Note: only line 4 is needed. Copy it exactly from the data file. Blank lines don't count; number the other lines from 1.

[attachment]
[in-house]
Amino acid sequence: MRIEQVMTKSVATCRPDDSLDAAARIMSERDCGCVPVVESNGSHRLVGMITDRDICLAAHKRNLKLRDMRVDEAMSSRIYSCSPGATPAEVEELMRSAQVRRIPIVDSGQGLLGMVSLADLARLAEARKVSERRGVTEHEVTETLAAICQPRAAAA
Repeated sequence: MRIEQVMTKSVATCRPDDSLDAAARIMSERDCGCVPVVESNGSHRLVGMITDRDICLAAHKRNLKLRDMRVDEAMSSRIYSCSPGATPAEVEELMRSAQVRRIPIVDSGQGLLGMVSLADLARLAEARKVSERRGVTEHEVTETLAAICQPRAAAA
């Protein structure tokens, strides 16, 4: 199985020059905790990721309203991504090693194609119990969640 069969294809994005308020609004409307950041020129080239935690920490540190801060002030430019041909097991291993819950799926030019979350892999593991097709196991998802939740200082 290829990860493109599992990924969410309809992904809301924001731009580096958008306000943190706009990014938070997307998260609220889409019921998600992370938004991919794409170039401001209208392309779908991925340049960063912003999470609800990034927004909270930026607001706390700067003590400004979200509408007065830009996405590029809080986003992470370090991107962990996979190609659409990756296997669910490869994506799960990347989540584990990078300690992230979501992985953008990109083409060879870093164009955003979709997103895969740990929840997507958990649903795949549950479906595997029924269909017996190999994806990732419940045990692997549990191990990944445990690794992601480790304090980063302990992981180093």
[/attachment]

């Protein structure tokens, strides 16, 4: 199985020059905790990721309203991504090693194609119990969640 069969294809994005308020609004409307950041020129080239935690920490540190801060002030430019041909097991291993819950799926030019979350892999593991097709196991998802939740200082 290829990860493109599992990924969410309809992904809301924001731009580096958008306000943190706009990014938070997307998260609220889409019921998600992370938004991919794409170039401001209208392309779908991925340049960063912003999470609800990034927004909270930026607001706390700067003590400004979200509408007065830009996405590029809080986003992470370090991107962990996979190609659409990756296997669910490869994506799960990347989540584990990078300690992230979501992985953008990109083409060879870093164009955003979709997103895969740990929840997507958990649903795949549950479906595997029924269909017996190999994806990732419940045990692997549990191990990944445990690794992601480790304090980063302990992981180093």